If we combine these underlying numbers with the potential for 30-plus saves out of either pitcher, we're landing ourselves one heck of a deal at the closer position. Even better is that we're not relinquishing early-round value at other positions to acquire them. Considering their close proximity to one another in ADP (and the fact that you're going to be dealing with league mates panicking over their lack of saves at this point in the draft), it's going to be difficult to land both Leclerc and Yates. But I'm making it a point to grab at least one of them in any league.

 

Jordan Hicks - STL (ADP 217.81)

I'd be remiss if I didn't mention the Cardinals' flame-throwing Jordan Hicks, who reaches 100 miles per hour on the radar gun at about the same frequency as the average human inhales oxygen. Hicks is a good bet to be the closer in St. Louis for 2019 after an eye-catching, 77.2-inning debut in 2018.

Though he can stake his claim to being one of the hardest-throwing pitchers we've ever seen, Hicks' light-speed stuff oddly didn't translate into elite strikeout numbers during his rookie season. He posted a K% of just 20.7, and even more disconcerting was his 5.29 BB/9.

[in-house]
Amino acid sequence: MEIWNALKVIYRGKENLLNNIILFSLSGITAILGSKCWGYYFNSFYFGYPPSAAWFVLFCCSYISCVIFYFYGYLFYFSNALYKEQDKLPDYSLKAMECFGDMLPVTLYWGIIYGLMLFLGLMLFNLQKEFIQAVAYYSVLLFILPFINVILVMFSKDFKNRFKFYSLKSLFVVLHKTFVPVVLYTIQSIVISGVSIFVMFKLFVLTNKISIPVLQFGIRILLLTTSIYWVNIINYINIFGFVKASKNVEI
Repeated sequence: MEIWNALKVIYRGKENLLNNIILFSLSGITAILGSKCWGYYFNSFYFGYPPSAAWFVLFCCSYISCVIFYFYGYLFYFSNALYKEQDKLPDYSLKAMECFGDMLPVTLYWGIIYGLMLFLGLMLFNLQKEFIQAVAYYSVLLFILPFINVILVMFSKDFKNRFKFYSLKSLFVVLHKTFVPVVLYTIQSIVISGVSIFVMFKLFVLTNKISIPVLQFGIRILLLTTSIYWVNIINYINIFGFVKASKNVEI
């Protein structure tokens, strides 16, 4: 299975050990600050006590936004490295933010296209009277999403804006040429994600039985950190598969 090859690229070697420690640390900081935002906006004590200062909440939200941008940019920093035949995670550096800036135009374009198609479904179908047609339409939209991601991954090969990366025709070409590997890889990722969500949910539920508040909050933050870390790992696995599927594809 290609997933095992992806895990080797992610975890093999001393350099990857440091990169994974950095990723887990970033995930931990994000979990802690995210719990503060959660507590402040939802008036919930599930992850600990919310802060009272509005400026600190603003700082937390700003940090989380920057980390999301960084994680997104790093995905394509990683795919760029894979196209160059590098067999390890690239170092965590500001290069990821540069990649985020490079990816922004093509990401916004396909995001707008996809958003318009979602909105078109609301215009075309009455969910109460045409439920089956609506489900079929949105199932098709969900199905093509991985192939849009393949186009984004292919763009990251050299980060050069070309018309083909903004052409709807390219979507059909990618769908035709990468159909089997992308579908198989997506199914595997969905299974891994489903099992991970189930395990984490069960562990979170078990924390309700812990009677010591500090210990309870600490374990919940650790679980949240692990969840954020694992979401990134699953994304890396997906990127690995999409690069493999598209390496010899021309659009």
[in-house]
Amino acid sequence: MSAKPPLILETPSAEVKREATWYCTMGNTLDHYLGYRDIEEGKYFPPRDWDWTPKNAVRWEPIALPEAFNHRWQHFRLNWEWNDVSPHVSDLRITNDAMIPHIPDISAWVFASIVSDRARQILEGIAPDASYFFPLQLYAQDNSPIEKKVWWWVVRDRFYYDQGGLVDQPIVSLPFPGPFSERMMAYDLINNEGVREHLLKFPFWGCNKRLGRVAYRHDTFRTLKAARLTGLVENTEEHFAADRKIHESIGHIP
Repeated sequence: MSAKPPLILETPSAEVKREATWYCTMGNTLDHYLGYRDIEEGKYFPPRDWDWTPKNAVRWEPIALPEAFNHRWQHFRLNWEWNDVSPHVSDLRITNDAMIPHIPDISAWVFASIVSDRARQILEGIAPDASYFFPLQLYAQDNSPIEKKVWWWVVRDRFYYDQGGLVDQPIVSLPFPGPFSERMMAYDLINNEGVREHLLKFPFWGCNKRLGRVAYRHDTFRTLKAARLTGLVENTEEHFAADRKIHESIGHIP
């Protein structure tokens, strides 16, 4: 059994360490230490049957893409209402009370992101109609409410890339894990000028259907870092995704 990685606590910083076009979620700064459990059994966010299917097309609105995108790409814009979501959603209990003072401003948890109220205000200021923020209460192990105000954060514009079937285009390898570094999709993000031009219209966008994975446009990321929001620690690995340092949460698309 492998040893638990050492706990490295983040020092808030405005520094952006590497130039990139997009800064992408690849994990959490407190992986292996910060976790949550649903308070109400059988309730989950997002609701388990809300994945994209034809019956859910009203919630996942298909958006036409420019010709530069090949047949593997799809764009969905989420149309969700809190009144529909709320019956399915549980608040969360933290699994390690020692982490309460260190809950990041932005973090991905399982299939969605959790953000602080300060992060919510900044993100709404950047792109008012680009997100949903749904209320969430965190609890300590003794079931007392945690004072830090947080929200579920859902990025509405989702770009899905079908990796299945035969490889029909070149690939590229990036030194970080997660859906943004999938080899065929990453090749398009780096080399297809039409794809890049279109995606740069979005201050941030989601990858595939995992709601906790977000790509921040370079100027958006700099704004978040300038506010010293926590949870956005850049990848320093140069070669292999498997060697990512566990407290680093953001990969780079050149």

That said, let's focus on the most glaring positive from his 2018 season, which was his ground ball rate of 60.7 percent. Furthermore, even on the rare occasion he did allow a fly ball (18.7 percent), it only cleared the fence 5.0 percent of the time. Let's allow for some improvement in his strikeout and walk ratios, all the while understanding that if he's going to continue inducing ground balls at such a clip, he can be an effective closer even without fanning hitters.

And if nothing else, just look at his ADP. Hicks could establish himself as one of the game's elite closers in 2019, and he can be had in the 22nd round of a 10-team league. I'll take his upside in this price range a million times out of a million.